A Fox News Anchor and the Amazon Pirates
The start of a new year is a time of checking stocks and settling accounts. Not just through optimistic resolutions and fresh annual plannings, but also by wrapping up last year and digesting the holiday season’s last remains. As December is a month of gifts, at least on the fortunate end of globalized production chains, many face an array of thoughtful and senseless presents and need to decide what on Earth to do with them. There are books to be read, socks to be stored away, and kitchen utensils to be put to use. Judging by national sales figures a lot of Americans found the same gift stored under their Christmas trees: a work of non-fiction on the USA’s First Barbary War (1801-1805). And so, this January, a nation begins to read Brian Kilmeade and Don Yaeger’s Thomas Jefferson and the Tripoli Pirates. The Forgotten War that Changed American History.
A bestseller on nineteenth-century piracy
For weeks now the book has featured in the higher echelons of the New York Times Best Seller list. Though never making it to the actual top of the non-fiction rankings, this indicates that plenty of copies have been sold stateside. Sales must have spiked over the holiday season as the book jumped from third place on 20 December to second place on 3 January.
The First Barbary War is a historical episode packed with action. The conflict with Tripoli saw plenty of naval battles, diplomatic trickery, and even a secretive military expedition through the desert. But then again, these books do not write themselves. An interesting story does not in itself make for a publication that a large audience is willing to read or give to someone else for Christmas. How then does one write a bestseller on nineteenth-century piracy? Kilmeade and Yaeger adopted a snappy style, kept chapters short, and refrained from too much historiographical nuance. They do focus plenty on details of naval battle, in true Master and Commander form.
Part of the book’s success might also stem from the tone and larger narrative of Thomas Jefferson and the Tripoli Pirates. The authors, thinking their readers patriotic US citizens, are keen to call every heroic commander or diplomat ‘a true American’ and every liberal ideal to be imbued with ‘American spirit’. In this sense, Thomas Jefferson and the Tripoli Pirates is not so much of interest as an account of a nineteenth-century international conflict but rather as an illustration of how this history is presented and perceived in the America of the twenty-first century.
What would Jefferson do?
The manner in which the book was pitched and marketed is therefore much more interesting than its contents or style. Brian Kilmeade, a presenter of Fox News not abstained from controversy, states that he wrote the book (with help of Don Yaeger, one of the greats in the genre of American sports writing) because it became clear to him ‘that the only way to truly appreciate how special this nation is is to understand our past and the hurdles we had to clear to even exist’. The book is dedicated to history’s ‘unsung patriots’, ‘because without Americans fighting in the trenches and on the seas, we would not be able to enjoy life as citizens of the world’s greatest economic and military superpower’.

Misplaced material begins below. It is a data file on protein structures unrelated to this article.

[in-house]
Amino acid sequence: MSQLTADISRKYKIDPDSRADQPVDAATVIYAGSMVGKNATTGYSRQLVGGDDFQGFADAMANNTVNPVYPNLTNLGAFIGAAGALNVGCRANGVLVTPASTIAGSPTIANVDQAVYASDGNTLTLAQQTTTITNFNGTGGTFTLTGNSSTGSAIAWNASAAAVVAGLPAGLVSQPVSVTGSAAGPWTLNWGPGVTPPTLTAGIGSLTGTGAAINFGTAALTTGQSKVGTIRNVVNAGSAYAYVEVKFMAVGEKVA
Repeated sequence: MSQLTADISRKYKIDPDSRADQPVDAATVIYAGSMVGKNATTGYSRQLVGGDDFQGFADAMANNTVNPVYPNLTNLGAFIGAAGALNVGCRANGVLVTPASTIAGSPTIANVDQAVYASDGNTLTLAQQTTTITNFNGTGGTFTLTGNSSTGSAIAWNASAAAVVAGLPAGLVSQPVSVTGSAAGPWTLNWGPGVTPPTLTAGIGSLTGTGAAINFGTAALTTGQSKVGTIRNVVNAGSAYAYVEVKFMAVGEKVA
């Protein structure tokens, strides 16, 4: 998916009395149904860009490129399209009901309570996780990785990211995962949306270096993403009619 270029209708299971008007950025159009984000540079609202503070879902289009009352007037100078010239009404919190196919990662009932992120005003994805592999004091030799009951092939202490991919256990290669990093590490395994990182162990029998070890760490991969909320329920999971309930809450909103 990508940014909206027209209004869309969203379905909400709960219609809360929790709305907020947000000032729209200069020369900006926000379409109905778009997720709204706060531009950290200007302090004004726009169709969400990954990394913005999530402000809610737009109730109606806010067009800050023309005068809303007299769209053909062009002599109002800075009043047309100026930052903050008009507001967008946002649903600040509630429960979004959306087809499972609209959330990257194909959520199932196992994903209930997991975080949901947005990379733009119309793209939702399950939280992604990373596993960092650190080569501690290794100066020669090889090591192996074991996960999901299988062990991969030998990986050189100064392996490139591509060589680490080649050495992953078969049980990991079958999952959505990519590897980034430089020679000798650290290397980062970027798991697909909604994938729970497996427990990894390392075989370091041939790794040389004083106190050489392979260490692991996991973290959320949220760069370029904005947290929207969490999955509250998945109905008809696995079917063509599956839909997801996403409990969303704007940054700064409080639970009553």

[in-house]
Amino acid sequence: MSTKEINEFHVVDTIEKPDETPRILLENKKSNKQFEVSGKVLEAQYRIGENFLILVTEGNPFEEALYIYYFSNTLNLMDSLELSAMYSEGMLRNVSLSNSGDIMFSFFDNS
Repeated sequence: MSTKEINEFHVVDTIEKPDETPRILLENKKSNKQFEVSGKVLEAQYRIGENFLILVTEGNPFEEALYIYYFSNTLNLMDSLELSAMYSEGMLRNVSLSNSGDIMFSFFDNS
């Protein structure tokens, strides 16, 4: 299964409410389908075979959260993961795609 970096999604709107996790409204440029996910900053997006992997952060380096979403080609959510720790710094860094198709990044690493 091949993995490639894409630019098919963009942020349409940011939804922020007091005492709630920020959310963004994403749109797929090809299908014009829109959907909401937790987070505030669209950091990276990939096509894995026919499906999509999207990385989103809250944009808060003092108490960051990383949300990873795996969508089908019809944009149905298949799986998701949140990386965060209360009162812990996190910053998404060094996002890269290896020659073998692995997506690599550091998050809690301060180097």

The review excerpts that are meant to help boost sales echo the patriotic sentiment. Kilmeade himself also has done much to present his book as possessing great contemporary relevance. In an interview he draws stark analogies, claiming that Jefferson had to deal with ‘the same kind of Islamist extremism’ that Obama is facing today. Unlike the ‘Yale and Harvard people’, Kilmeade says in another media appearance, he tries to understand what ‘our founders’ would do about current affairs. The lesson to learn from Jefferson here is that a land war is the way to deal with ‘Islamist extremists’ in power.
Security without history
In a way, the public appearances of Kilmeade are an extreme example of non-historicized security. To look at the ‘Tripoli pirates’ as a nineteenth-century example of the ‘Islamist extremist mentality’ and equate them with ISIS is, after all, the exact opposite of historicizing security. Without paying attention to context or allowing for historical change, Kilmeade is quick to see an old Muslim adversity as a reflection of America’s current ‘Islamist’ enemies.
Security threats and the means to counter them thereby gain a sort of transcendent quality. It no longer matters in which historical era they were rooted: what worked then should work now. One can fear the consequences such appropriations of the past can have when they are taken to their logical extreme – say, by one particularly hotheaded presidential candidate. Such non-historicized security suspends thinking: if ISIS is just like the Tripoli pirates then there is no need to try and understand the situation in Syria, Iraq or, for that matter, today’s Libya – it would simply suffice to do what Jefferson did.
Furthermore, this notion of security outside of history directs attention away from pirate-like brigands closer to home. On the digital bookshelves of Amazon Thomas Jefferson and the Tripoli Pirates stands next to an item with a deceptively similar cover and title. Issued by Summary Reads, an abbreviated 38-page version of the NYT best seller is offered for $7,-. Unsuspecting customers looking for a bargain may not pay attention and find themselves ordering an overpriced synopsis of a book. It is a deal so bad that it vaguely resembles robbery. At least the disclaimer at the start of the Summary Reads ‘edition’ kind of rings true: ‘No historians were hurt in the writing, editing and publishing of this volume’.